Passport to Success
Turquin, whose parents were farmers, was first introduced to collecting by his great grandmother, who turned him onto stamps, then silver, and porcelain. As a teenager, he would spend summers in London trawling the Chelsea antiques market for treasure, soon moving on to sales at Sotheby’s and Christie’s. After studying at the prestigious École du Louvre in Paris, he trained as an auctioneer at Drouot.
Initially a contemporary specialist who was immersed in the vibrant Parisian art scene in the 1970s, Turquin decided to switch categories, feeling that it would give him a stronger position in the market. “It struck me that expertise in that field didn’t have the value and the importance that it has in more difficult fields like Old Master drawings, paintings, manuscripts, and sculptures,” he said. “You don’t need experts in contemporary art. You need an eye, you need an art advisor, but you don’t need an expert. In Old Masters, believe me, you do need experts. I need experts.”
The pivot paid off, and Turquin was picked up by Sotheby’s London in 1979, when the house was looking for an expert in French paintings. There, he studied under the crème de la crème of specialists, including Philip Pouncey, the ex-curator of Italian drawings at the British Museum, Neil MacLaren, the ex-deputy keeper at the National Gallery, and Derek Johns, who is still active today as a well-respected dealer. Turquin managed to work his way up from an entry-level position as a cataloguer to become head of the Old Master paintings department in 1985.
When he eventually left Sotheby’s, he sold his flat in London, and put the proceeds—£150,000 at the time—towards a trove of art books from Thomas Heneage. He then set about recruiting talent to go into business for himself in Paris, in 1987. “Pictures—particularly on the continent and mainly in France—they lose their attribution. They lose their history, they lose their passport, basically,” Turquin said. “And it’s our job to give them a new passport.”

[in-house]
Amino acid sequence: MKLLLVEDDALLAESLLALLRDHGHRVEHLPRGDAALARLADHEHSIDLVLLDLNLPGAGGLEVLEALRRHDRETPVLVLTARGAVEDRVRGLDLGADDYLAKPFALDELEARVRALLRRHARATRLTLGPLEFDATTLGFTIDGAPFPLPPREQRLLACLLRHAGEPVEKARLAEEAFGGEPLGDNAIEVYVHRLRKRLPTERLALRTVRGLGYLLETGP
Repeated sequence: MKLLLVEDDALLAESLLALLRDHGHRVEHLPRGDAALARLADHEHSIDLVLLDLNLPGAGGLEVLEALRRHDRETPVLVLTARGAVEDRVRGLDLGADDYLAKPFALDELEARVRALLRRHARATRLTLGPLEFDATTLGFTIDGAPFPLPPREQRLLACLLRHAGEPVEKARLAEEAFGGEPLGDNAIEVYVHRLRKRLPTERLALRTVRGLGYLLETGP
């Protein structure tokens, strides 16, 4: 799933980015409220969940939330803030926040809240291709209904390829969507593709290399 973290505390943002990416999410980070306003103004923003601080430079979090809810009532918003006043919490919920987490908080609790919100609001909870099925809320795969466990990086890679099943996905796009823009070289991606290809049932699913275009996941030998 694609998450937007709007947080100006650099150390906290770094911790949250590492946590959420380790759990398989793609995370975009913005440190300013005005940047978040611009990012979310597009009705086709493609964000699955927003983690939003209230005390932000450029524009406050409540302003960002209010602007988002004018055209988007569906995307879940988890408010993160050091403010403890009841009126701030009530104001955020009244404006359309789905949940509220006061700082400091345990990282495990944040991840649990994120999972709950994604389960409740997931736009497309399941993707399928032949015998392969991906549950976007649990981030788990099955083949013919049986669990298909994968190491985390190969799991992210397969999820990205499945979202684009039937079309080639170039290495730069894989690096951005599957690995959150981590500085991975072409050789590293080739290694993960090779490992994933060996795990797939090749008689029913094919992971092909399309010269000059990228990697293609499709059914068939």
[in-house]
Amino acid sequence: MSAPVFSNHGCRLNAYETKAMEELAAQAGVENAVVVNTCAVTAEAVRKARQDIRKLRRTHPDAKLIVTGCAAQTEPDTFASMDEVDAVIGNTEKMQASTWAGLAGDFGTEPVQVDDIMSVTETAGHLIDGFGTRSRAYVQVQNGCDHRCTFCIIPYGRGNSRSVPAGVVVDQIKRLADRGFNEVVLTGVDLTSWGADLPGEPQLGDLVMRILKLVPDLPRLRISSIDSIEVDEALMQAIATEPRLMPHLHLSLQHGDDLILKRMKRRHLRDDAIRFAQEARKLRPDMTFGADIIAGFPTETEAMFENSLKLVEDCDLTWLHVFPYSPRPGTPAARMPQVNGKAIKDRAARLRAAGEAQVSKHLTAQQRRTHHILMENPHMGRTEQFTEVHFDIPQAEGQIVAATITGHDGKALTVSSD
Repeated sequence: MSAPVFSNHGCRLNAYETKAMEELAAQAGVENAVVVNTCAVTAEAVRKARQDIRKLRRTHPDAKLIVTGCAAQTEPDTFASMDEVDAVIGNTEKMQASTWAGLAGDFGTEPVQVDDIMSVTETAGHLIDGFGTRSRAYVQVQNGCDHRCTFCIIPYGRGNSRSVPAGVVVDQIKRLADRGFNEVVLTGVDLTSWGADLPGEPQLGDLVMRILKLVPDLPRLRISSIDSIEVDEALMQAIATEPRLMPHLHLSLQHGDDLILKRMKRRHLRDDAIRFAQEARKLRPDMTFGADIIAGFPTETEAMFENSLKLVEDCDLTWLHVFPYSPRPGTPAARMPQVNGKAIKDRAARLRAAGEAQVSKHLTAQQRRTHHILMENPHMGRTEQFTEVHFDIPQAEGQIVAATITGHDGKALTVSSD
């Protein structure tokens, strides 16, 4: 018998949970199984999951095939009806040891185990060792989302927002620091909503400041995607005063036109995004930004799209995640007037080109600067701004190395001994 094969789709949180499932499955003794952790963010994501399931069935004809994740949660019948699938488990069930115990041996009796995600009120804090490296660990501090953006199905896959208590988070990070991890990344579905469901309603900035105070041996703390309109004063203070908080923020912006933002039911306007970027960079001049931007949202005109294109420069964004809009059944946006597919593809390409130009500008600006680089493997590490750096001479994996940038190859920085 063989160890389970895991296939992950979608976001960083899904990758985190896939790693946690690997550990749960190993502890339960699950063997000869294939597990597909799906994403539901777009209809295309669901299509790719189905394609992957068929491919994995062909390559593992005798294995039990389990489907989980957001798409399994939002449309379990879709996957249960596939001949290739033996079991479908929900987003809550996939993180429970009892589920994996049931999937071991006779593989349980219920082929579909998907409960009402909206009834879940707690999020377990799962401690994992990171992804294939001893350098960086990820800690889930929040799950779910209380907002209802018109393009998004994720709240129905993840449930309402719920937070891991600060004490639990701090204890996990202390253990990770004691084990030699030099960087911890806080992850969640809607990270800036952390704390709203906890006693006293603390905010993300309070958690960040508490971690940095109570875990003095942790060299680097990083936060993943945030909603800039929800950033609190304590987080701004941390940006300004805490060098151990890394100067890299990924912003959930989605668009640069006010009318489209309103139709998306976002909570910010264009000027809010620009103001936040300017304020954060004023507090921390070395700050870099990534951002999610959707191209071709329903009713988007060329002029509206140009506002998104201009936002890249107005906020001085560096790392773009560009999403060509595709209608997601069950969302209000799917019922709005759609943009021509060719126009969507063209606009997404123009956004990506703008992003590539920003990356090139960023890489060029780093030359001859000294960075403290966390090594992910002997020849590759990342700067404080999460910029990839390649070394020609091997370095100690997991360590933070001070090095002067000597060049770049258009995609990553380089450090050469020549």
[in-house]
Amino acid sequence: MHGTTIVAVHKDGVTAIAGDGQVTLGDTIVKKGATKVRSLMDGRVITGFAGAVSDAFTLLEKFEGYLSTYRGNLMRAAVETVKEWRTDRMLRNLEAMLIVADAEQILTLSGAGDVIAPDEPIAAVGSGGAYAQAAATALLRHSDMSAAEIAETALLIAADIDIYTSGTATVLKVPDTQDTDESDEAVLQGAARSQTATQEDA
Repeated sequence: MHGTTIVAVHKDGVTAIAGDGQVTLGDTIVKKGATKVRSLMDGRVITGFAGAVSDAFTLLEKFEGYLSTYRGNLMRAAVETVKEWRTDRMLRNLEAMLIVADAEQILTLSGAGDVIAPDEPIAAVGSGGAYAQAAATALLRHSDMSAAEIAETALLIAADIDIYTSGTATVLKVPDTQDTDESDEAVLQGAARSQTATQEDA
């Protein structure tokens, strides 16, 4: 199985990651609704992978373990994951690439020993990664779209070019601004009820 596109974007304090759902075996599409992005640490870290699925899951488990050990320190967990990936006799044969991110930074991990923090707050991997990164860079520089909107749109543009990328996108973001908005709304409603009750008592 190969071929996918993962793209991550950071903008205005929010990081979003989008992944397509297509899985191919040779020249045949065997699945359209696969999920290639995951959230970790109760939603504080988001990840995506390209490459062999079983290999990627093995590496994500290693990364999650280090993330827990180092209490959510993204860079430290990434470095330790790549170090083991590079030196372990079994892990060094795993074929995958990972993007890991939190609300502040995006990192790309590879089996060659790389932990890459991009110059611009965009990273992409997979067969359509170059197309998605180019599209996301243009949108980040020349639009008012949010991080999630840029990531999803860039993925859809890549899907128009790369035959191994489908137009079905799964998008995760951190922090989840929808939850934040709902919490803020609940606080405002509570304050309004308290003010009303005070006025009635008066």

Wheel of Fortune
The Caravaggio discovery that made his firm an international name came at perhaps the most challenging juncture of Turquin’s decades-long career. The attribution was the result of what Turquin described as a five-year battle to persuade the field, including many long-time friends. “It was a very exhausting, very tiring, and very energy consuming process, but at the end a triumph,” he said.
If the ongoing saga over the $450 million Salvator Mundi attributed to Leonardo da Vinci has taught us anything, it is that such opinions can divide even the most seasoned experts (and that unqualified people often tend to weigh in when there is an exciting price tag attached).
“There is something objective in paintings. There is the paint itself, the pigments, the oil, the panel, or the canvas, the signature,” Turquin said “but what makes the value of a picture is 100 percent subjective.”